Twisters Return to Kansas, Oklahoma; More Severe Weather on Tap

May 2, 2018, 1:13 PM EDT

Above: A group from Puget Sound, Washington, caught this dramatic photo of a large wall cloud in central Kansas on Tuesday, May 1, 2018. Image credit:  Courtesy Michael Snyder, @guyinjeep16.

Wednesday could bring more tornadoes to the Southern Plains after a record-late start to Oklahoma’s tornado season and a near-record for Kansas. Tuesday saw 21 preliminary tornado reports posted to the NOAA/NWS Storm Prediction Center’s database, most of them in Kansas. These reports may have arisen from as few as seven tornadoes, according to’s Jon Erdman. Very large hail—up to 4” in diameter—pummeled parts of Kansas and Nebraska. No major damage or injuries were reported.

Oklahoma’s twister-less streak was likely broken on Tuesday afternoon—if just barely—by an apparent landspout (a waterspout-type tornado without a storm-based circulation) north of Buffalo, just a couple of miles south of the Kansas border. Low-level moisture across Oklahoma and Kansas was a bit less than optimal for a widespread outbreak of severe weather, leaving a few storms moisture-starved.

Tornadoes are a distinct threat on Wednesday

SPC’s outlook updated late Wednesday morning included a moderate risk of severe weather (the second most dire category) from central Kansas to western Oklahoma, including the Kansas City area, surrounded by an enhanced risk from western Oklahoma across northern Missouri. Low-level moisture has increased since Tuesday, and an upper-level trough inching toward the Plains will provide more support for severe weather.

A cluster of intense storms is expected to develop Wednesday afternoon in central Kansas near the intersection of a stationary front and dry line. Tornadoes are possible, especially before the storms congeal into a mesoscale convective system (MCS) that could slam the Kansas City and St. Joseph, Missouri, areas with very high wind, very large hail, and torrential rain. The high-resolution NAM and the short-range HRRR models suggest the cities are most at risk between around 6 and 10 PM EDT Wednesday.

Day 1 and 2 convective outlooks, 5/2/2018 (WU map)
Figure 1. WU depiction of severe weather risk areas as designated at midday Wednesday, May 2, by the NOAA/NWS Storm Prediction Center for Days 1 and 2 (left to right), or Wednesday and Thursday, May 2-3, 2018. The small red area for Wednesday denotes a moderate risk of severe weather, the second-highest of SPC’s five risk categories.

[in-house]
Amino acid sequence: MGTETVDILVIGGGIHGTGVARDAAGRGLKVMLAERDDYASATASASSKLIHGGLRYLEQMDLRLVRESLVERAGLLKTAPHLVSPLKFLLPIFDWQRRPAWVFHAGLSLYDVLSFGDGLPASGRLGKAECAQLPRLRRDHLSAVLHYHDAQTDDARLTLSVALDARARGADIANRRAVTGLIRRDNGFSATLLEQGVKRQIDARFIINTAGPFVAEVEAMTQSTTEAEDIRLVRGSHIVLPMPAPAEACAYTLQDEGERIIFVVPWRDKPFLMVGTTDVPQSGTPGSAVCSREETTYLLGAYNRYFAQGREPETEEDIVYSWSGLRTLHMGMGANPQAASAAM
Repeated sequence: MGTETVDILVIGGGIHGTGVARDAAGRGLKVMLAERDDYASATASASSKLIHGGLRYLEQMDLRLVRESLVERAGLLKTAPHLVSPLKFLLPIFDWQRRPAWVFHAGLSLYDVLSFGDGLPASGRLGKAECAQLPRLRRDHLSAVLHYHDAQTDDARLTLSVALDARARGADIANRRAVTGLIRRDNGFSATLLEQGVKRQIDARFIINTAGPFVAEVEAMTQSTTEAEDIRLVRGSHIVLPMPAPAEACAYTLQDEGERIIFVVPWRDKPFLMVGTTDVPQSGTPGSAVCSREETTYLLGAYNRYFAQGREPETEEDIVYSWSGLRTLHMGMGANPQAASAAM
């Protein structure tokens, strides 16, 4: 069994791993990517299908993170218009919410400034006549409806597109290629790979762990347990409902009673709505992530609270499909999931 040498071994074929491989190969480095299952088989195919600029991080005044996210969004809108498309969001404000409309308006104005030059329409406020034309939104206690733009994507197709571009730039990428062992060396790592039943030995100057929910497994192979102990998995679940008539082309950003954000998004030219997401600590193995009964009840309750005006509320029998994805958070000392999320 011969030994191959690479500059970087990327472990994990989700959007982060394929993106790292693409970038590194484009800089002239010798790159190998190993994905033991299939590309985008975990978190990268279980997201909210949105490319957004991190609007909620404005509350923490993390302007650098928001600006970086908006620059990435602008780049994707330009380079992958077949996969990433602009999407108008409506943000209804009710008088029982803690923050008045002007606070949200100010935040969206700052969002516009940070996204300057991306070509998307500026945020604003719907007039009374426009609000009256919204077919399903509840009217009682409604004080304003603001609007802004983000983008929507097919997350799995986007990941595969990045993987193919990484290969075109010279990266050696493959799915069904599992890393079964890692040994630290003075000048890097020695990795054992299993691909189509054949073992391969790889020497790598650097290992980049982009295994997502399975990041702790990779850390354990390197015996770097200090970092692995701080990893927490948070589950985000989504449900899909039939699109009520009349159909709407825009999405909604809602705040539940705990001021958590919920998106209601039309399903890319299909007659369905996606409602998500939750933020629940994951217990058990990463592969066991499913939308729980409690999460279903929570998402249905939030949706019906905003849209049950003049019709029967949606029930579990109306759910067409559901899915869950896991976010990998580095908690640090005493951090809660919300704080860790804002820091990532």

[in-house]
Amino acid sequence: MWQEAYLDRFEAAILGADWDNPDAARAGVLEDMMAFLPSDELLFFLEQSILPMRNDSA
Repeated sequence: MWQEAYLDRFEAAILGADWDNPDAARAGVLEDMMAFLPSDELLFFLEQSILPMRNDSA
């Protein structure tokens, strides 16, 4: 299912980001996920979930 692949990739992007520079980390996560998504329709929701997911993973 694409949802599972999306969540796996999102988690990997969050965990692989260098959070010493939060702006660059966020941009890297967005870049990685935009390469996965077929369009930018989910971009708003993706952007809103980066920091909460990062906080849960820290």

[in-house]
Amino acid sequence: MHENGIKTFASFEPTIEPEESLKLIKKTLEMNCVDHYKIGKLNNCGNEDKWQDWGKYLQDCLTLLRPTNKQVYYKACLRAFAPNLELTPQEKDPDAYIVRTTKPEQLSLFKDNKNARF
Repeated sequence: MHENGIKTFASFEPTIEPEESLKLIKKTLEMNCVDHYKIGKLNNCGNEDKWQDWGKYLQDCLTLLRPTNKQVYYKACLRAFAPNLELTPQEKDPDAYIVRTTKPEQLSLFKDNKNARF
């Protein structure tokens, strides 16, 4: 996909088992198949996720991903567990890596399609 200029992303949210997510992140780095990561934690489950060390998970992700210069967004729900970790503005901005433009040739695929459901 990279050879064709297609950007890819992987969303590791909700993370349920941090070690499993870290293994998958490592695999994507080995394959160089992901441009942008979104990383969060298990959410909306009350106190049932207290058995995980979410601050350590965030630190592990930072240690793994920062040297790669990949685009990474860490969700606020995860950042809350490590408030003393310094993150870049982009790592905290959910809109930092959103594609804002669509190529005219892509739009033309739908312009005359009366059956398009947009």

A more serious tornado threat could erupt on Wednesday afternoon along the dry line from south-central Kansas across western Oklahoma. Here, storms will be more scattered, leading to a better chance of individual long-track supercells that could pack one or more strong tornadoes. Storm-fueling instability will be approaching extreme levels: surface dew points were already approaching a summerlike 70°F at midday Wednesday. Overall, the low-level wind shear is a bit tepid for violent twisters, but the shear may be enhanced at a few locations, especially if a surge develops along the dry line into western Oklahoma.

Recent HRRR runs indicate the storms may congeal into a powerful squall line across or near the Oklahoma City area between around 7 and 11 PM EDT Wednesday. Well to the northeast, models agree on bringing a strong MCS or squall line through the Chicago area between about 6 and 10 PM. Chicago went through both March and April without a single thunderstorm, the first time that’s happened since 1915.

Severe weather will continue Thursday ahead of the slow-moving front across the Missouri and mid-Mississippi valleys. The risk of tornadoes may be lower than on Wednesday as low-level wind shear decreases, although deep-layer shear will be quite strong. Widespread heavy rain, high winds, and large hail could occur, especially over northern Missouri and southern Iowa. Remnants from Wednesday’s storms may interfere with supercell development, adding more uncertainty to the outlook.  “A broad range of potential scenarios may unfold on Thursday,” cautioned SPC in its updated Day 2 outlook.

Storm locations predicted by HRRR model at 15Z 5/2/2018 for 22Z
Figure 2. Simulated radar reflectivity from the HRRR model run launched at 15Z Wednesday, May 2, 2018, suggests that by 22Z Wednesday (5 pm EDT), a large cluster of intense thunderstorms will stretch across central Kansas. Scattered storms—likely including several supercells—are predicted across western Oklahoma, with a potential squall line developiong over southwest Texas. Image credit:

A close shave for tornado-skittish Bennington

The town of Bennington, Kansas had a scary few minutes on Tuesday when a large, highly visible wedge-type tornado moved a few miles west of town (see video above). The twister snapped power lines and damaged homes near Tescott and west of Minneapolis, KS. Because of Wednesday’s ongoing severe weather, it may take another day or two before we have Enhanced Fujita Scale (EF) ratings for this and Tuesday’s other tornadoes.

Back on May 30, 2013, a large, intense twister carried out a leisurely loop west of Bennington that lasted nearly an hour. The tornado steered mostly clear of populated areas, so the limited damage led to an eventual EF3 classification, though mobile Doppler data suggest the peak winds may have been even stronger. “I have never seen such a stationary tornado, especially not for so long and for such a violent tornado,” Joshua Wurman (Center for Severe Weather Research) told Capital Weather Gang in 2013.

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author image

Bob Henson

WU meteorologist Bob Henson, co-editor of Category 6, is the author of "Meteorology Today" and "The Thinking Person's Guide to Climate Change." Before joining WU, he was a longtime writer and editor at the University Corporation for Atmospheric Research in Boulder, CO.


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